Interview with Greg Buchner
[06.06.01] » The main man behind the GameCube graphics chip talks about moving Nintendo past cartridges and sizing up the console competition.
When multimedia company ATI bought chip designer ArtX over a year ago, they not only gained a new business, but they also became responsible for the graphics chip inside Nintendo's next console. The Nintendo 64 had been widely criticized as an expensive system to develop for, and ArtX was charged with easing the gaming behemoth into an era of disc media.
The motherboard for
the Nintendo GameCube.
Under the watchful eye of Greg Buchner, now Vice President of Engineering at ATI, ArtX had already completed the "Flipper" chip that will help bring the next Marios and Zeldas to life. Buchner recently sat down with the GIA to describe the process behind creating graphics for a new round of consoles.
GIA: What's the first thing you deal with when designing the graphics chip for a gaming system, particularly for the GameCube?
GB: We thought about the developers as our main customers. In particular for GameCube, we spent three years working with Nintendo of America and with all sorts of developers, trying to understand the challenges, needs, and problems they face.
First among these is the rising cost of development. The GameCube can see high performance without too much trouble; it isn't a quirky design, but a very clean one. It was important we didn't require jumping through hoops for high performance to be achieved. On top of that, it is rich in features, and we worked to include a dream group of technical features that developers requested.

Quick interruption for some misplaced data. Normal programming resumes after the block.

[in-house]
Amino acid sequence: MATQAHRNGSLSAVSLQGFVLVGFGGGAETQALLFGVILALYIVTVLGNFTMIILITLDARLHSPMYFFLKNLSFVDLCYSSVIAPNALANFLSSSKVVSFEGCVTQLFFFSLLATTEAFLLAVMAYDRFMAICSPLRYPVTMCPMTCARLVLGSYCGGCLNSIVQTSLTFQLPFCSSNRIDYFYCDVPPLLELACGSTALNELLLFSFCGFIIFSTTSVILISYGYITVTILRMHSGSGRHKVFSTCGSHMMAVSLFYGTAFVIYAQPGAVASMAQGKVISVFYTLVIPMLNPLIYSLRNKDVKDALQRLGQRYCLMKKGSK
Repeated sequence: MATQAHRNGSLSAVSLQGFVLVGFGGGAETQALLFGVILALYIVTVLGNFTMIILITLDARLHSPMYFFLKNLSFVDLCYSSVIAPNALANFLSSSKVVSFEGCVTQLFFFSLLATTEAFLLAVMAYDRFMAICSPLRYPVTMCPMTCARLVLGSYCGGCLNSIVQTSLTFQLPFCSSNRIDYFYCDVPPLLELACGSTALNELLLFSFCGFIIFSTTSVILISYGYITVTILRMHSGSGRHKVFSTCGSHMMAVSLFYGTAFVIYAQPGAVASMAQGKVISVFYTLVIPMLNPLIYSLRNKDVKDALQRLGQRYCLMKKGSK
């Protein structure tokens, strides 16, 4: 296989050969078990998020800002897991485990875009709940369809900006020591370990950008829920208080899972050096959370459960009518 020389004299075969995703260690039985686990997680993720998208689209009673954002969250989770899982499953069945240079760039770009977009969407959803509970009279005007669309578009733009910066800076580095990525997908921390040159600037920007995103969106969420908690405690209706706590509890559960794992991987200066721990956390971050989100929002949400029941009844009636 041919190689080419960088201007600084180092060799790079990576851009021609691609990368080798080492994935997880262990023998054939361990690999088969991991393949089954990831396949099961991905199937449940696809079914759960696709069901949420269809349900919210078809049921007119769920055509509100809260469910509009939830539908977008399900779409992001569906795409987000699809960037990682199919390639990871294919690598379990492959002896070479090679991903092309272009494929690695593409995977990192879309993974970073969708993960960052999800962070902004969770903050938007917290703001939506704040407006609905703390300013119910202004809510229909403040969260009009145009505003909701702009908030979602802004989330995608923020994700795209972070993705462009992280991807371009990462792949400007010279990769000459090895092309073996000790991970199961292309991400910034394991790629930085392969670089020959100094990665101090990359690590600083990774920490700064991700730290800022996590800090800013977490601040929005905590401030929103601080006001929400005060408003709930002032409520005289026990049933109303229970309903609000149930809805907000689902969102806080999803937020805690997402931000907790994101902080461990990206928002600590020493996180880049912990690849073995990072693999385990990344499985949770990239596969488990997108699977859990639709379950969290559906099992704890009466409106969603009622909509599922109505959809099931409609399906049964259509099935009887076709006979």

Many of the engineers here worked on Nintendo 64, but this is a different challenge, and we've learned a lot. The Nintendo 64 was focused on driving the change from 2-D to 3-D, but now everyone develops primarily in 3-D, and we're trying to extend 3-D to give better image quality and a higher overall level of performance.
GIA: The published ATI specs for the Flipper chip do mention a 2-D engine. Exactly what role does 2-D play in chip development today?
GB: For the most part Flipper is a 3-D pipe, but there are important operations and applications that are still 2-D in nature. Much less than a product aimed at a PC, but the chip's capabilities allow the GameCube a full range of 2-D operation and emulation. Fundamentally, texturing is a 2-D operation, so a lot of crucial things are done there.
GIA: The N64 is regarded as a mixed bag by most – 3-D horsepower that was hard to take advantage of, especially when it came to textures. What kind of changes have you made with the GameCube to address these problems?
GB: The N64 had raw horsepower, but a few problems cropped into the design that kept developers from reaching peak performance. You can see that now in our competitors' consoles; the numbers advertised as peak are simply not reachable. We've made sure that isn't true with the GameCube.
The real fundamental difference between the Nintendo 64 and the GameCube in terms of texturing is a large on chip memory in the GameCube for texture storage. There is also a large bandwidth for texturing, and both of these should easily take care of previous problems.
GIA: What other lessons have you learned or knowledge have you gained from other consoles?
GB: The GameCube has been made from scratch, and is a very new architecture and design, but we certainly looked at what had gone well and what hadn't for the PlayStation. There is a long history of working with Nintendo and their legacy, plus we got an inkling of how PlayStation 2 was going to be.
We drew from all those different consoles in terms of what was right and the direction we should go, what directions we should avoid. With that said, it wasn't like we copied anything.
GIA: Did the near-concurrent development of the PS2 and Xbox have any affect?